Reliable estimates of population size are critical for fisheries management and for testing ecological hypotheses but can be expensive and time consuming to obtain. Sampling methodologies have been developed to obviate complete enumeration, but their effectiveness can be limited by logistical constraints. A posteriori sampling from digital video re...
Article
The authors of the critiqued shark articles describe and defend their use and analysis of the data sets and conclude that their results are robust and their conclusions are balanced.
Article
Estimating parameters for population-dynamics models is a critical com-ponent in assessing extinction probabilities of populations. For many individual populations, key parameters will be poorly defined, and meta-analysis would provide a basis for esti-mating the parameters. Here, we introduce meta-analytical techniques to estimate the max-imum rep...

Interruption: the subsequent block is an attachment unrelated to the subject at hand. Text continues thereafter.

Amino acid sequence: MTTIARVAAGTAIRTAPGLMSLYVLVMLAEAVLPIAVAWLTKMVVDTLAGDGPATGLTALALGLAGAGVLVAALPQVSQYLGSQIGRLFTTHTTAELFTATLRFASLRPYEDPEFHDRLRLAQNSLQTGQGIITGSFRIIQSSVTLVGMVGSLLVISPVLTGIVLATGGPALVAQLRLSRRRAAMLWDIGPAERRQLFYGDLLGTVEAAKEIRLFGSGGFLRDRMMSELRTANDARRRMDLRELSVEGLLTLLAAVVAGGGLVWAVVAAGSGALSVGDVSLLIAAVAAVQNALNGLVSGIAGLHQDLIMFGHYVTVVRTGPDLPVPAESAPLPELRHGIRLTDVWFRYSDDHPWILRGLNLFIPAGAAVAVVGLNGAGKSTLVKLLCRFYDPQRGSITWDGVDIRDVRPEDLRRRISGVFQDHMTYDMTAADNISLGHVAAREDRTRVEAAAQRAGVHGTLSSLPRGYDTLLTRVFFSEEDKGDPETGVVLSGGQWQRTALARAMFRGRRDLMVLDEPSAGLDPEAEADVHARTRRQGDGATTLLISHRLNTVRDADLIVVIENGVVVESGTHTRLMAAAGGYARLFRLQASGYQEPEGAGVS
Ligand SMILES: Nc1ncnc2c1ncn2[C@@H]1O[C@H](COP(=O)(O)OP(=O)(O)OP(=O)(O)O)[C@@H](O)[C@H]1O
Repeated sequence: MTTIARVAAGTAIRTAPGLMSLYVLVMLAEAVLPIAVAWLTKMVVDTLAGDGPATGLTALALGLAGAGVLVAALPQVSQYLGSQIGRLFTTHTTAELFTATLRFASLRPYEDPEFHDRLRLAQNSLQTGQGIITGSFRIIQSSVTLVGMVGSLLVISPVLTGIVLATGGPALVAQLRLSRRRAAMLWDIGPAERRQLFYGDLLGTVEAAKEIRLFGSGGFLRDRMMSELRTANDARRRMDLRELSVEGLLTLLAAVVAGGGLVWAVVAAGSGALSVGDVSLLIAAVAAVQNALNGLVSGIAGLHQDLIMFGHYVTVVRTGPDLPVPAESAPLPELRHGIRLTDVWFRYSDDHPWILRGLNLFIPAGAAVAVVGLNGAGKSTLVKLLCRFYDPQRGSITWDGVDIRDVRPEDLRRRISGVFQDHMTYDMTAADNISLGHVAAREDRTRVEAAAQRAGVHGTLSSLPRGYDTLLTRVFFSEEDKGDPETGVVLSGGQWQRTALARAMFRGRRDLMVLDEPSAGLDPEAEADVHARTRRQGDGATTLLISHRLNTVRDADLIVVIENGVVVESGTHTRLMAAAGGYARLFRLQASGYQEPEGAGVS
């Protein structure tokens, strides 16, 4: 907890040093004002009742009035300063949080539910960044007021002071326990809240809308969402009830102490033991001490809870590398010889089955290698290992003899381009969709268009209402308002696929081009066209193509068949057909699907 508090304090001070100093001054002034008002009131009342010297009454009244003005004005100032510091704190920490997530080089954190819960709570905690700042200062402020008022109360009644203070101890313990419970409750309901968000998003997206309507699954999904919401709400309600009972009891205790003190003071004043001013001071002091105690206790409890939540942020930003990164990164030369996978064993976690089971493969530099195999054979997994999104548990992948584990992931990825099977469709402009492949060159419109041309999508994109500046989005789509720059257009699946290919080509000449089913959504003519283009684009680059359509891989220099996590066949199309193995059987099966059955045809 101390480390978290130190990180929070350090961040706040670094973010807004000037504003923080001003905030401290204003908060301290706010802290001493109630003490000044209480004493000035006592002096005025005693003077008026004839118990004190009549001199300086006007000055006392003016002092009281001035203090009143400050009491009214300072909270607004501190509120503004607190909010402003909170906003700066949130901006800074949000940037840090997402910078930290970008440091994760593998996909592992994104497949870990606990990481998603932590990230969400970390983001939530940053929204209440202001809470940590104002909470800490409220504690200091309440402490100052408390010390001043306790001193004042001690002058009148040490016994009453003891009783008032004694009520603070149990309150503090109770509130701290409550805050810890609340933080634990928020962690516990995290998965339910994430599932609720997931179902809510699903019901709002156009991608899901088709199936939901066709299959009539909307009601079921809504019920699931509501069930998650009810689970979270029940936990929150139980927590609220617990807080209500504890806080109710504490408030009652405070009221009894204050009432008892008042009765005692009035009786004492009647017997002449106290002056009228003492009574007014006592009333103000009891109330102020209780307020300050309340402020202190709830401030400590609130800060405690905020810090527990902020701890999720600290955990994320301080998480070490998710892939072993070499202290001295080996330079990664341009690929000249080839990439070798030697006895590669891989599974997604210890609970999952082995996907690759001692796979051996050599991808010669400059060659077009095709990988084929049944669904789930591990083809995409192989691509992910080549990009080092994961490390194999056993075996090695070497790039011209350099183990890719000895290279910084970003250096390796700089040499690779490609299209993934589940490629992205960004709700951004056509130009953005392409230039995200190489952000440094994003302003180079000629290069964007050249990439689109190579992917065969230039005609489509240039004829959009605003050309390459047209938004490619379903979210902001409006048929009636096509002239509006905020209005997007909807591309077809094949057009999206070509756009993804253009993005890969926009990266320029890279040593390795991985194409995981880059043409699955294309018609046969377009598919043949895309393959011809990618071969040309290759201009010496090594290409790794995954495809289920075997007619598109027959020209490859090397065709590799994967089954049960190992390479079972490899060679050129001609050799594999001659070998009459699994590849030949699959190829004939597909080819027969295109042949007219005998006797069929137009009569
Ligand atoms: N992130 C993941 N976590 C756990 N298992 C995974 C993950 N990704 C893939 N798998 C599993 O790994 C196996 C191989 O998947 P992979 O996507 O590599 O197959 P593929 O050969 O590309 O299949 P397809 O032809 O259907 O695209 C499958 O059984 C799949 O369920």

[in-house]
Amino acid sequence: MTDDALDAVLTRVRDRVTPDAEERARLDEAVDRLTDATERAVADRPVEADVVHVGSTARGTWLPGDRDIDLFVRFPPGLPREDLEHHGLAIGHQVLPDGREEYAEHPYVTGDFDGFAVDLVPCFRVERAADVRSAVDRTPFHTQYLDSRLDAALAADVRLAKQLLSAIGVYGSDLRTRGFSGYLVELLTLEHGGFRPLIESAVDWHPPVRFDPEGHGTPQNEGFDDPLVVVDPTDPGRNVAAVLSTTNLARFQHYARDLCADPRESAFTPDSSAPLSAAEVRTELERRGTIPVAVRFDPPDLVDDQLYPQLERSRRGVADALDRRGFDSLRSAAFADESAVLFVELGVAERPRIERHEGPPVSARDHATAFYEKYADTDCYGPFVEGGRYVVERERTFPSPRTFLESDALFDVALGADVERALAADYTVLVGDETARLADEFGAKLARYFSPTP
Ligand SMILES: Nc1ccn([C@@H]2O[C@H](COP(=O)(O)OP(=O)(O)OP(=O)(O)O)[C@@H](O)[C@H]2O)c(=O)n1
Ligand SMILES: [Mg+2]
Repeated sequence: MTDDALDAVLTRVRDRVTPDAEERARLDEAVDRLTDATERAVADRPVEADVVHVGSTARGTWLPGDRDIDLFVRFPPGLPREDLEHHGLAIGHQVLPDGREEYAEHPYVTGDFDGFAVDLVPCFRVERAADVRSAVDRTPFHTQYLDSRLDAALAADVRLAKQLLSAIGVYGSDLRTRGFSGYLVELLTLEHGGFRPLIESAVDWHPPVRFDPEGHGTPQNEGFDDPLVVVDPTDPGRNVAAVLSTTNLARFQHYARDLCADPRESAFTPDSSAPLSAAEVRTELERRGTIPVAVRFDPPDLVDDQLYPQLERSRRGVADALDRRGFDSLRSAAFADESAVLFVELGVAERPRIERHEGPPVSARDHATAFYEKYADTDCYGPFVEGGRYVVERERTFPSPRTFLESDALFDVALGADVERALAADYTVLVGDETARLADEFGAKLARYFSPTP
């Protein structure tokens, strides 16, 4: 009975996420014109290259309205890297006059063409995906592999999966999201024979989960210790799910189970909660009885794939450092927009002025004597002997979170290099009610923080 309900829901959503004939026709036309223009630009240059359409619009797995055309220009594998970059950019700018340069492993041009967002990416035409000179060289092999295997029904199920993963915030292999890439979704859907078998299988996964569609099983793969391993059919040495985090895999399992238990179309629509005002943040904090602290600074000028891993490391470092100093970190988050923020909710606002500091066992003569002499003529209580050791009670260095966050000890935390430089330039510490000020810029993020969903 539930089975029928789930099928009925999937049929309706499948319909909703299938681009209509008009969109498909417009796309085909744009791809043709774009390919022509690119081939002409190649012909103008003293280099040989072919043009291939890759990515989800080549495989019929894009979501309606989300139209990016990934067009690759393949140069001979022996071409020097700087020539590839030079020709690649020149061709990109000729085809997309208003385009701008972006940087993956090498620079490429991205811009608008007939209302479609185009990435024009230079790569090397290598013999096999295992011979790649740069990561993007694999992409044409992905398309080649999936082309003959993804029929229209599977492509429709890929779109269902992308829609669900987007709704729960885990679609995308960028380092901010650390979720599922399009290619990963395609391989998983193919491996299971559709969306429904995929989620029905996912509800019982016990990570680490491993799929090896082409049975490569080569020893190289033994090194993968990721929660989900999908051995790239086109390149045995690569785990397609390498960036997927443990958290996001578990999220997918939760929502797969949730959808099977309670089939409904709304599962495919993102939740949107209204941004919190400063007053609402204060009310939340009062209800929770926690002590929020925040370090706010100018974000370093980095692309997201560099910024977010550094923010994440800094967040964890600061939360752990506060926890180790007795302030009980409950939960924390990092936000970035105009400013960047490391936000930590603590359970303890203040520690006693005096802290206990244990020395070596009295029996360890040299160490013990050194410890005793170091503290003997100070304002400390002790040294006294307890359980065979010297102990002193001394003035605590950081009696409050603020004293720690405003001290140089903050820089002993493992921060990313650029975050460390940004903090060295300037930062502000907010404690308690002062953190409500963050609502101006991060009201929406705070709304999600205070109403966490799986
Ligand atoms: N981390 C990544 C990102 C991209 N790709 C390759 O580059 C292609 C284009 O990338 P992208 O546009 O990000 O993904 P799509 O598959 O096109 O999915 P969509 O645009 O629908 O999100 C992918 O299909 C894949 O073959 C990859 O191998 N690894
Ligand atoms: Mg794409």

Article
Full-text available
Overexploitation threatens the future of many large vertebrates. In the ocean, tunas and sea turtles are current conservation concerns because of this intense pressure. The status of most shark species, in contrast, remains uncertain. Using the largest data set in the Northwest Atlantic, we show rapid large declines in large coastal and oceanic sha...
Article
Full-text available
We investigated the consequences of measurement errors in spawner abundance on the estimation of α̃, the maximum lifetime reproductive rate, in the Ricker spawner-recruit model. This rate is equivalent to the slope at the origin for the Ricker model, which is crucial for the estimation of management reference points. Simulation results indicate tha...